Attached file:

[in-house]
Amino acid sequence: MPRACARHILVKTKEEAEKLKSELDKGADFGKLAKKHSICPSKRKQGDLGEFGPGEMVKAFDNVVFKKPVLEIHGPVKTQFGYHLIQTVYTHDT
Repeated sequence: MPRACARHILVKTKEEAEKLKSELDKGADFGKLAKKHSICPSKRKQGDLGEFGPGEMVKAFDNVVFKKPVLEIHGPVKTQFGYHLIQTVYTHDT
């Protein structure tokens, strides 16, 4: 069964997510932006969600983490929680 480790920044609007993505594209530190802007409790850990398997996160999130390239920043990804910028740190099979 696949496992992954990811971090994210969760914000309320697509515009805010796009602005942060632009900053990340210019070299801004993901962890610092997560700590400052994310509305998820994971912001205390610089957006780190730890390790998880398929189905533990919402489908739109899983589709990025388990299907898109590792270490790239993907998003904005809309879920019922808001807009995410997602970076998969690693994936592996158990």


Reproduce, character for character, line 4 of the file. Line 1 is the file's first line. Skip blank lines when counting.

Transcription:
């Protein structure tokens, strides 16, 4: 069964997510932006969600983490929680 480790920044609007993505594209530190802007409790850990398997996160999130390239920043990804910028740190099979 696949496992992954990811971090994210969760914000309320697509515009805010796009602005942060632009900053990340210019070299801004993901962890610092997560700590400052994310509305998820994971912001205390610089957006780190730890390790998880398929189905533990919402489908739109899983589709990025388990299907898109590792270490790239993907998003904005809309879920019922808001807009995410997602970076998969690693994936592996158990």